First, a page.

Why do lemurs live only in Madagascar?
Madagascar is the “Island Continent” off the south-east coastline of South Africa by 402 kilometers. It is known to be one of the most geographically diverse islands on earth. The landscape ranges from fierce rivers, vast stretches of grasslands, magnificent beaches, majestic mountains, to dry desert lands. Many significant and endangered animal and plant species have found their home in this tropical paradise. One such creatures is the very popular “Lemur”, so famously represented in the DreamWorks’ Madagascar movie by the Lord of Lemurs himself: King Julian.
Lemurs travel from Africa to Madagascar:
Let’s look at some (not boring) history to have our set. Imagine David Attenborough is broadcasting this. Millions of years back, Madagascar was attached to Gondwana also called Gondwanaland, the supercontinent including Africa, South America, Antarctica, the Arabian Peninsula, Australia and India. Madagascar got separated and drifted from the mainland of Africa with hundreds of kilometers between them even before the lemurs evolved. Back then, the anthropoids who were more intelligent, adaptive, dominant and larger came into being. The prosimians such as lemurs began to die out worldwide.
Lemurs are from the same group of primates as apes, monkeys and humans. Lemurs are insectivorous or omnivorous nocturnal (active during the night) or diurnal (active during the day) creatures. They have pointed nose, big eyes and small body size. As per IUCN – International Union for Conservation of Nature – there were a hundred and three species of lemurs that exist on 2013, all native to Madagascar Island. IUCN classified lemurs as the most endangered mammal group in the world.
Lemurs fighting : leave or die!
Back on Gondwanaland, lemurs were out-hunted in the race against other primates to find food. Thus, they had to find other ways to survive in the cruel world they were in.
The lemurs are known to have crossed over from the mainland Africa to Madagascar on large vegetation floating on the sea. (How cool is that?!). According to the latest scientific research related by Live Science, their embarkation were floating islands meaning floating clumps of vegetation carried by ocean currents. They are usually produced after major storm events.
Once in Madagascar lemurs were saved from the threat of the other primates. The isolation from primates like apes and monkeys, protected the lemurs from their main predators. Nowadays, no other primates are known to inhabit the Red Island other than them. This is one of the cause why lemurs are able to survive in Madagascar. Other than Madagascar, lemurs disappeared from the rest of the world.
With no competition around in Madagascar, lemurs had evolved in numerous species. The ones that were left behind became extinct as they could not win the race for food against the other primates. As per National Geographic News, a 30 million year old fossil of a Lemur was found in the Bugti Hills of central Pakistan. The found was totally unexpected and the fossil remains consist of a collection of tiny teeth that look like the teeth of Madagascar’s modern dwarf lemur, Cheirogaleus. But lemur is not found in Pakistan any more.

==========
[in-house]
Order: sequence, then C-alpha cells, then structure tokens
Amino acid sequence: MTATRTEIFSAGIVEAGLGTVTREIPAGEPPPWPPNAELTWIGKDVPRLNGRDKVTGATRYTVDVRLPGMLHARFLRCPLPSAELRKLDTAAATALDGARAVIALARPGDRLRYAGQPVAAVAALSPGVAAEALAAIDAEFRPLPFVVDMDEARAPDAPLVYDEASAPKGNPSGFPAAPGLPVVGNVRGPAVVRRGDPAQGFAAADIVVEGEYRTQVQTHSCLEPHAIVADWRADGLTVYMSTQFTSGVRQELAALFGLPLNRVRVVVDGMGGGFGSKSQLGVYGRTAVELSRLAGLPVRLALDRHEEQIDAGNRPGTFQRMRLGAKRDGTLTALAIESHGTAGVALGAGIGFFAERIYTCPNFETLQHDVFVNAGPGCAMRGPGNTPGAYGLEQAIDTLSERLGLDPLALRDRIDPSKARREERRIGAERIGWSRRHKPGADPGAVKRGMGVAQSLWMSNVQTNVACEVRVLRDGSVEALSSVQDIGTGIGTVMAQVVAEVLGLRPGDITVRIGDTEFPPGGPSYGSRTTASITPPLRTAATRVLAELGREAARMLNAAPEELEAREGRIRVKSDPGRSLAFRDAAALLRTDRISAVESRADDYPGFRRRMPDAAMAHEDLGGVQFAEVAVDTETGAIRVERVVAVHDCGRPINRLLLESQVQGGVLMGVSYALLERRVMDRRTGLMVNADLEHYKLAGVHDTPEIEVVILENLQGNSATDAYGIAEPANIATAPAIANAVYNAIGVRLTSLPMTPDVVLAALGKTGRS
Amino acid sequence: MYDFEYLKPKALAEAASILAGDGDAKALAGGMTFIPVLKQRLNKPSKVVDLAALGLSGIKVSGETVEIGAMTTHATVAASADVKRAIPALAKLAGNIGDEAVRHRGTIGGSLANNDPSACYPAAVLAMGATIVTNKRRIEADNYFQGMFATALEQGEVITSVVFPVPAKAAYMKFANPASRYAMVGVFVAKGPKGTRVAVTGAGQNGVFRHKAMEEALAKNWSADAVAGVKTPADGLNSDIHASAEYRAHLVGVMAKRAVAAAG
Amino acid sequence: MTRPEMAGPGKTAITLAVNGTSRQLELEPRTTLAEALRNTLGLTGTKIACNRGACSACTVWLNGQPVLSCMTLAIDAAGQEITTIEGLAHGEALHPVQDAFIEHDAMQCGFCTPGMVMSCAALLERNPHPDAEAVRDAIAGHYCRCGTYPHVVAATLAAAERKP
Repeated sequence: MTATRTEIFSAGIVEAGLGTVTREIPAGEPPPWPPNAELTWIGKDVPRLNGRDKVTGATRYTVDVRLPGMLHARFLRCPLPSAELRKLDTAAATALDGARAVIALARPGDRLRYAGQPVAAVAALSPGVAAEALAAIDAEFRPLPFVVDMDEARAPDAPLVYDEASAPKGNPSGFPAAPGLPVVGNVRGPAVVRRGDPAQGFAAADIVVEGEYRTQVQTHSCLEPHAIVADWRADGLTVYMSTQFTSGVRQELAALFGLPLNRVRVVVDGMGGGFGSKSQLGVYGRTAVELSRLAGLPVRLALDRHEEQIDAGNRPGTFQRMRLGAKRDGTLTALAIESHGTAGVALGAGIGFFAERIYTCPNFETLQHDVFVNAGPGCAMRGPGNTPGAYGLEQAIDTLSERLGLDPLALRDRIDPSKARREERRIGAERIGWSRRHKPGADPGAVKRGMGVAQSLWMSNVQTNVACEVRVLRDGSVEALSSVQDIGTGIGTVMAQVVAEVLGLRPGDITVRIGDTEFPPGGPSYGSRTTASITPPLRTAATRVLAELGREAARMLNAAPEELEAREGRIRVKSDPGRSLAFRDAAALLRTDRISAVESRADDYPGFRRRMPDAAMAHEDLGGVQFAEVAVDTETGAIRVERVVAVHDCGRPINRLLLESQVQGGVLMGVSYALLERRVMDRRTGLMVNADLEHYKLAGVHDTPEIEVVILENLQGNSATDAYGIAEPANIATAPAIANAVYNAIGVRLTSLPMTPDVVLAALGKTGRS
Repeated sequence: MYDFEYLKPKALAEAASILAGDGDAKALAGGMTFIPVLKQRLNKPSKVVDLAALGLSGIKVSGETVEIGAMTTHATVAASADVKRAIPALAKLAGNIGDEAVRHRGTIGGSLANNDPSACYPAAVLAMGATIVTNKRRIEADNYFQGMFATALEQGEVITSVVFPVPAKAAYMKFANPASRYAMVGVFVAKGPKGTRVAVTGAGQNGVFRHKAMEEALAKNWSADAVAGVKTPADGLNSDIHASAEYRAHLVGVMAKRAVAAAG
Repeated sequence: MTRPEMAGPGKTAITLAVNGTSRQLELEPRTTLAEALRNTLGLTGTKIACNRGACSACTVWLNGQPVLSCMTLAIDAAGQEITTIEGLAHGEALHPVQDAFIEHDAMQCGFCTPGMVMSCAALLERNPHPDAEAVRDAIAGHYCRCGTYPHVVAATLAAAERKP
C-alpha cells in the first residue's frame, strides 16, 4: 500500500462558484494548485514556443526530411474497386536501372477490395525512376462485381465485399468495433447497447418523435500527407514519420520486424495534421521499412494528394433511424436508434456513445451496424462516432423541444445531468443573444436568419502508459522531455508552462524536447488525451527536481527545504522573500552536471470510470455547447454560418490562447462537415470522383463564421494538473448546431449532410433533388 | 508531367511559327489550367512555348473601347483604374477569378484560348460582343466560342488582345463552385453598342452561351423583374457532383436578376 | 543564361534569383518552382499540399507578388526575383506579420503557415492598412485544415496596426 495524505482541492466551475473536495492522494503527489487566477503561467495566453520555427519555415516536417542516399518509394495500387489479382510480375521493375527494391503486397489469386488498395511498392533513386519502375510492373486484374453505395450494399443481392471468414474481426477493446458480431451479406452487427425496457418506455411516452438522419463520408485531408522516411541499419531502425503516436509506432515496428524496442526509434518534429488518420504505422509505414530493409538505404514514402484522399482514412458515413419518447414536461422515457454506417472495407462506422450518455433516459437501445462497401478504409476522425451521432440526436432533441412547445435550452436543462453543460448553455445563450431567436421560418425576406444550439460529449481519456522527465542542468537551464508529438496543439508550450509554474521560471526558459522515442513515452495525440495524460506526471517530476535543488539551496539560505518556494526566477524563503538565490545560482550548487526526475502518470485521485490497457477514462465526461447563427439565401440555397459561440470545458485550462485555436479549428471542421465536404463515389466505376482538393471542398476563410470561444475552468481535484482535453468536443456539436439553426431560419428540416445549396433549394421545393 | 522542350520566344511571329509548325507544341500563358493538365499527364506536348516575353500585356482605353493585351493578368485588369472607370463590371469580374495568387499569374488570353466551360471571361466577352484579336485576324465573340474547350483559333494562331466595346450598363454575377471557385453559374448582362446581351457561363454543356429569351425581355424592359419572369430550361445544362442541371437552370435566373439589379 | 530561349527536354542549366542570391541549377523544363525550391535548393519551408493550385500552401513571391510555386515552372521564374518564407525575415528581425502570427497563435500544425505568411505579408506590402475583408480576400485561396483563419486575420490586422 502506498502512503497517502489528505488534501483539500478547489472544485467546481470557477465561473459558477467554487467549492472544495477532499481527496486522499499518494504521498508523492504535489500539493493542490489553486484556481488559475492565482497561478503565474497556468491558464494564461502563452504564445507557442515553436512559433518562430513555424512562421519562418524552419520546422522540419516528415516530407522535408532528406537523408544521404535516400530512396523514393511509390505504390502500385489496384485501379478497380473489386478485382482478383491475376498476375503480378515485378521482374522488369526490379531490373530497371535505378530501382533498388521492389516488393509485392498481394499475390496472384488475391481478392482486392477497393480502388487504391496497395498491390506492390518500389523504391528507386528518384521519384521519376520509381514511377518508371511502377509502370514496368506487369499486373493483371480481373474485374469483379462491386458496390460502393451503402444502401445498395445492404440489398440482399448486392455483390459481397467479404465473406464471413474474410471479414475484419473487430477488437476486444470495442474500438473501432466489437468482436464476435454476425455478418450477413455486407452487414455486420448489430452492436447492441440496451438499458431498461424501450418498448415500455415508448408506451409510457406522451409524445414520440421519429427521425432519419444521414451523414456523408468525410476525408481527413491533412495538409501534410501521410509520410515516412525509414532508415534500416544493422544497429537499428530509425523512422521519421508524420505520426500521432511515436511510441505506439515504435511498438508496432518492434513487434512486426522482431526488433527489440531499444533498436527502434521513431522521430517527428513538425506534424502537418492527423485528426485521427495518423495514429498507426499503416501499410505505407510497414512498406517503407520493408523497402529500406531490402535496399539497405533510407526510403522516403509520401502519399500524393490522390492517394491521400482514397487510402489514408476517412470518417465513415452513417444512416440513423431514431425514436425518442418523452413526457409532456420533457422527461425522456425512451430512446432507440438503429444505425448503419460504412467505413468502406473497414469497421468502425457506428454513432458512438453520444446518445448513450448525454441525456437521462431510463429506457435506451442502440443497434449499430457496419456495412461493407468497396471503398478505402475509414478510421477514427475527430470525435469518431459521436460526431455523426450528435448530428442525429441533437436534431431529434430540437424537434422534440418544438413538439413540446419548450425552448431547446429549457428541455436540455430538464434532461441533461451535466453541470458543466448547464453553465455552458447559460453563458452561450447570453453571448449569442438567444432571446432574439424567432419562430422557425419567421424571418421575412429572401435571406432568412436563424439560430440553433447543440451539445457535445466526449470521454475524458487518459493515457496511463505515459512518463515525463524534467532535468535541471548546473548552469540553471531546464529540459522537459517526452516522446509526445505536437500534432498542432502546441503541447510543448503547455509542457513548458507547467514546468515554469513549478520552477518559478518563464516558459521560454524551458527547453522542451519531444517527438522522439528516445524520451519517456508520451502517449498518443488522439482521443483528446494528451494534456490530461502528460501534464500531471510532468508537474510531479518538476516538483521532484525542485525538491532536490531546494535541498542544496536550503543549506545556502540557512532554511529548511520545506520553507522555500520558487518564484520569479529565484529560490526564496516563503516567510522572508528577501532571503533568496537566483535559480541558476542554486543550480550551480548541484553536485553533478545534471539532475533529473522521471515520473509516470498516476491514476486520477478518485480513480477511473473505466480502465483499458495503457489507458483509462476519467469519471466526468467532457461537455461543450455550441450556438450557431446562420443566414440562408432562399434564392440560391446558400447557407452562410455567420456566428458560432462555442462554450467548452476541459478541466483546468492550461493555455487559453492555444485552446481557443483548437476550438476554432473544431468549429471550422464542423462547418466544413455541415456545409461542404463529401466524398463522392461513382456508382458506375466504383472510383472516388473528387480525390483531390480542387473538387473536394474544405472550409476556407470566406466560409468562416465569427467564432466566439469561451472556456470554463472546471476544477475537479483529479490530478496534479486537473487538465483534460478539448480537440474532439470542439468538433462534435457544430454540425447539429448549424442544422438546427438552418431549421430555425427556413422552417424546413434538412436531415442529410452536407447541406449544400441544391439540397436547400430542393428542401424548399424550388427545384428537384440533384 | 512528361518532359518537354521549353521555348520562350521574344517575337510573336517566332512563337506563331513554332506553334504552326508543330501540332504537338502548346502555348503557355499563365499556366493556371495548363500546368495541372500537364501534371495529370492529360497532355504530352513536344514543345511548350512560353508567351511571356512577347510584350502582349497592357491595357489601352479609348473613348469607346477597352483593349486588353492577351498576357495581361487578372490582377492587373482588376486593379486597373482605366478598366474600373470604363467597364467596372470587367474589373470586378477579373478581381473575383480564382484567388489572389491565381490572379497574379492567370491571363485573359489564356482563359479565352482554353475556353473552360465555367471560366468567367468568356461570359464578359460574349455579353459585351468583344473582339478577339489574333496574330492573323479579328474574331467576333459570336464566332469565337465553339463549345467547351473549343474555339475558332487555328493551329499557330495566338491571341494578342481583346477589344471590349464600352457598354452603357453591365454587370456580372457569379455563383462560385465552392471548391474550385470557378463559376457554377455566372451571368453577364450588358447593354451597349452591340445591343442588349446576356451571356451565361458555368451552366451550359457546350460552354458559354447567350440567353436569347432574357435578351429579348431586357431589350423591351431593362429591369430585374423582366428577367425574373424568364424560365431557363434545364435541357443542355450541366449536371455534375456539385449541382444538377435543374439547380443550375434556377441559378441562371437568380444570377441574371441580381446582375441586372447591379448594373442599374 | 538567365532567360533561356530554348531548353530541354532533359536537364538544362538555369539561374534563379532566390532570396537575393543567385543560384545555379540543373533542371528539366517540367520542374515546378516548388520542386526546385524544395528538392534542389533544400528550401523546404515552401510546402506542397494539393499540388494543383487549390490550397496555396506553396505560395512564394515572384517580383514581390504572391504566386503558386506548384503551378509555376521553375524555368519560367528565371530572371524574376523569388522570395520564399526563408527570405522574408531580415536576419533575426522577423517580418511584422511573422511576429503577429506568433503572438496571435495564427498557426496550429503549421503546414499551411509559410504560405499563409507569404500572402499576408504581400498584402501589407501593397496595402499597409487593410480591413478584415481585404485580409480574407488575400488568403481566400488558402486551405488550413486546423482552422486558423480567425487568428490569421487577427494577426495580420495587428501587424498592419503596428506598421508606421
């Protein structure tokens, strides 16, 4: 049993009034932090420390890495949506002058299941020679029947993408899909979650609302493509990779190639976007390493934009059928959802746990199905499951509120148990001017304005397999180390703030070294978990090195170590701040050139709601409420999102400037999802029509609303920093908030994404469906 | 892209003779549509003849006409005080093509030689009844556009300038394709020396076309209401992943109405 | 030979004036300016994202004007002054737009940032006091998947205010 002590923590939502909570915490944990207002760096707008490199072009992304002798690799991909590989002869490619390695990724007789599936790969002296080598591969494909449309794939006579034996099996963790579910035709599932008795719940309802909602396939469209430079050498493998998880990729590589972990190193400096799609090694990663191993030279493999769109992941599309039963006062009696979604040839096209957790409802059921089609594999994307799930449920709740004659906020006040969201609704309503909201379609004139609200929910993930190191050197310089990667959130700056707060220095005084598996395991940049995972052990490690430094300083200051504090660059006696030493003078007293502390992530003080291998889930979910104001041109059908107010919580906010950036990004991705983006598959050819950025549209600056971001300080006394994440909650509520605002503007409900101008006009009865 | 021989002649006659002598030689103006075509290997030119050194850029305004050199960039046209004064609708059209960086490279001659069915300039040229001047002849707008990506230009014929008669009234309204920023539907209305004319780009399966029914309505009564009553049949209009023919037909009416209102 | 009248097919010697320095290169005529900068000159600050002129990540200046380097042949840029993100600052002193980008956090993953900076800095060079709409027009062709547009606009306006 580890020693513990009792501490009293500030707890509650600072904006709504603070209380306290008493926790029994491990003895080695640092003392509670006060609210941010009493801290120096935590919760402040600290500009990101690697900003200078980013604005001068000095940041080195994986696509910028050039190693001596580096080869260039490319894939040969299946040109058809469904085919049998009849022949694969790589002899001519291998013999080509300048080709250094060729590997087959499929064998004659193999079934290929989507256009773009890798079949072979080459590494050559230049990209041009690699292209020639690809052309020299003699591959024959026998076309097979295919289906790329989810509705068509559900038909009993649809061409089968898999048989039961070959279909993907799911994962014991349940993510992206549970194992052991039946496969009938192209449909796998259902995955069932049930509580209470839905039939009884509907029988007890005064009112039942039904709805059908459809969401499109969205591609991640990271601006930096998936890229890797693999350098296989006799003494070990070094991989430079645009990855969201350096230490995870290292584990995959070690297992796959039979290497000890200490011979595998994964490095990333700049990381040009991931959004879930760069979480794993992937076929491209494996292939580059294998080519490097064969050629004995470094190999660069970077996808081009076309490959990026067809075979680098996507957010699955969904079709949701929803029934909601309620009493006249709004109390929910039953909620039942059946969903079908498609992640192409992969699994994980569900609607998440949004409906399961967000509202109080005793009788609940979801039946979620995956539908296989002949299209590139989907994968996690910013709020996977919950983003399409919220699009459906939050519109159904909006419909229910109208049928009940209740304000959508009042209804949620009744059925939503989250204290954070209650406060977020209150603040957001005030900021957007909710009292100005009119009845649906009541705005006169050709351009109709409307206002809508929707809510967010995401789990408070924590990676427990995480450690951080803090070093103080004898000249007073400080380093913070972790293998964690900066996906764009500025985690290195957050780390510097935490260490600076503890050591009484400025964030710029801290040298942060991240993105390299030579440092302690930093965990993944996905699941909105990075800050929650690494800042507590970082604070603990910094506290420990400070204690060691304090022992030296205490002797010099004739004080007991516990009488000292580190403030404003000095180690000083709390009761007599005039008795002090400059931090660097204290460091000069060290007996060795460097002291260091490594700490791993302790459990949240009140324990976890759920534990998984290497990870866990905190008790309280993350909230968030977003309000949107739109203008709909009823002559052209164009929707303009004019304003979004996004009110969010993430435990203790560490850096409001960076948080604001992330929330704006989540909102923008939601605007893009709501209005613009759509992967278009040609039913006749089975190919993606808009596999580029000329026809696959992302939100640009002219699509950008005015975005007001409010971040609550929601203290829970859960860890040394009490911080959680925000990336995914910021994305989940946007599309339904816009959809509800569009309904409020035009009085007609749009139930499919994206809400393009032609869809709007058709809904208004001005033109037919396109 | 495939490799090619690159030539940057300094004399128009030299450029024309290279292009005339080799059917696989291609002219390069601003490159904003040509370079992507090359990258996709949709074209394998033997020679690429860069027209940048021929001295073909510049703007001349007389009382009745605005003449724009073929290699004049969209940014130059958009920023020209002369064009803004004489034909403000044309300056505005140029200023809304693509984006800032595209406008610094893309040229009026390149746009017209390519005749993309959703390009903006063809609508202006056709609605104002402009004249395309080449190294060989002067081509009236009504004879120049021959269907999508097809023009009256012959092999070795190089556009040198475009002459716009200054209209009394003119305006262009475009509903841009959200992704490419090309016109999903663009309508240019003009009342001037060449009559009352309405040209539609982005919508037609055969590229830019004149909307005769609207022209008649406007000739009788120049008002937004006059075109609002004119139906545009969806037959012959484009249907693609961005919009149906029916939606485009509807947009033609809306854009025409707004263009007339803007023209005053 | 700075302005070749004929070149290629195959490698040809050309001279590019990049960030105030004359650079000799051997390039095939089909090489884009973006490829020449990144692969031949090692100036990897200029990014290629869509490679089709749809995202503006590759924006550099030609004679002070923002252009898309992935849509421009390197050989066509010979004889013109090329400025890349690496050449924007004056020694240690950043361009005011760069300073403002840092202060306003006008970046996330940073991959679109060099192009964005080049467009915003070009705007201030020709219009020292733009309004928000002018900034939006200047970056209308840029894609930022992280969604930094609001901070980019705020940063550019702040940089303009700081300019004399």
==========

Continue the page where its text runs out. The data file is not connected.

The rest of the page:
Lemurs now :
When human beings started to settle in the areas of Malaysia and Indonesia 2,000 years ago, the lemur population became endangered. Perceiving them as a threat, humans ended up hunting them, especially the larger ones. The largest lemur, that is now extinct, used to weigh 350 to 440 pounds (158 to 199 kg). That sure is scary…especially at night! In Madagascar, the largest lemur called Indri or Babakoto now weighs “only” 15 to 20 pounds (6.8 to 9 kilograms).
In the 1500s, when Europeans started inhabiting Madagascar, already 15 species of the lemurs had become extinct. Deforestation and hunting have destroyed their habitat and made the rest of them as endangered species.
In the 16th century, Portuguese sailors encountered lemurs for the first time when they explored Madagascar. They were frightened when lemurs woke them up in the middle of the night. They were howling and their eyes flickered in the dark. The Portuguese thought that they were the ghosts of their companions who had died. They named them “Lemurs” which is Latin for ghosts or specters, or even called “Spirits of the Night.”
Nowadays, lemurs are the best ambassadors of Madagascar anywhere in the world. They are always the star, especially among young children, in every expositions or shows that they are part of. Countless zoos are exhibiting lemurs in their permanent or special programs whether it is in North America including the United States (San Diego, Staten Island, Birmingham, Kansas City,…) and Canada (Calgary, Toronto, Montreal,…), in Europe (Germany, UK, Hungary, Austria,…) or in Asia (Singapore, Taiwan, China, Japan,…). They also have starred in the film industry like the Madagascar movie (DreamWork), Zoboomafoo by Martin and Chris Kratt; but also in numerous nature documentaries like “Island of Lemurs: Madagascar” (a Canadian-American-Malagasy nature documentary film), “Nature’s Greatest Dancers – Ring-tailed lemur” (BBC One), “Ring-Tailed Lemur” (National Geographic), and the list goes on.